At first glance these things look as if they conflict with each other, and many Christians make the mistake of downplaying the already or the future aspect.

This tension is not actually very difficult to understand.  Following the crucifixion–resurrection–giving of the Spirit complex of events, some things have come into existence in a partial way, but the fullness of them will be realised in the future after the Lord returns to earth.

The Law of Moses in the Christian era

The Bible teaches in a number of places that Christians are not obliged to follow the Law of Moses (e.g., Gal 3:23-25).  But we also find New Testament passages where this Law is quoted as an example to us (e.g., James 2:8-11).

At first sight there seems to be a contradiction here, and there are many who explain away one or the other group of texts. 

Those who accept Covenant Theology, for example, wrongly claim that Christians are under obligation to obey part of the Law of Moses as it stands in the Old Testament.  By contrast, some Christians claim that we should not expect any guidance from this Law at all.

I believe that New Covenant Theology is a good way of reconciling things here.  This theology sees the Law of Moses not as still partly in force, nor as abolished, but as having undergone a kind of holy mutation and fulfillment in Christ to become the Law of Christ (Gal 6:2).

Two kinds of Israel

According to Scripture, the church is spiritual Israel (e.g., Phil 3:2-3).  But the Bible also seems to teach that God has future plans for ethnic Israel (e.g., Rom 11:25-29).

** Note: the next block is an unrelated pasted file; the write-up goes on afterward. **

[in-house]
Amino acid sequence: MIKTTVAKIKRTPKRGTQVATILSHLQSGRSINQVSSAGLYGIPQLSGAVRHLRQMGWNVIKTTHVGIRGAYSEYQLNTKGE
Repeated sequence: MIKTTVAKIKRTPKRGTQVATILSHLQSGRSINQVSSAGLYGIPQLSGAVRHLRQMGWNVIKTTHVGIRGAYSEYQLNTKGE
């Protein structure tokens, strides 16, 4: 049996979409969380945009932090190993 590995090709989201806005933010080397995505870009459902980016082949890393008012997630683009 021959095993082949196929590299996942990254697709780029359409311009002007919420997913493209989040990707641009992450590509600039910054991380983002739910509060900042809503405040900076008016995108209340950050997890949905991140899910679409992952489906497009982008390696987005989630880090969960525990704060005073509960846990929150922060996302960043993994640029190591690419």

Huge numbers of Christians today see these things as contradictory.  Many, especially those who accept Dispensationalist theology, deny that the church is spiritual Israel.  And many others deny that God has unfinished business with ethnic Israel.

There is, however, no need to see a contradiction here.  It seems that there are two kinds of Israel in existence today, even if it is not easy to understand the precise relationship between the two. 

Accepting what we can’t understand

The list of examples I have given could be continued, but I think I have said enough to make my point.  It should be clear that there are many paradoxes and tensions in the Christian faith.  Often, things that at first sight might seem to be a case of either–or are actually a case of both–and.  Failure to understand this is one of the main causes of false teaching in the church today.

I am sure that one reason why people fail to recognise paradoxes in the Christian faith is because they are unwilling to believe something they don’t understand.  They can’t see how two biblical principles fit together, so they decide that they contradict each other and that the Bible only teaches one of them. 

What these people are doing, even if subconsciously, is exalting their ability to understand above biblical revelation.  To put it another way, they are setting up their own understanding as an idol.  This is not only morally wrong, however, but it also makes no sense.  Given our finite and sinful condition, it is inevitable that we will all often struggle to understand things.

If the Bible teaches two principles, we should accept them both, regardless of whether we can understand how they fit together.

See also:

Is the Church Spiritual Israel?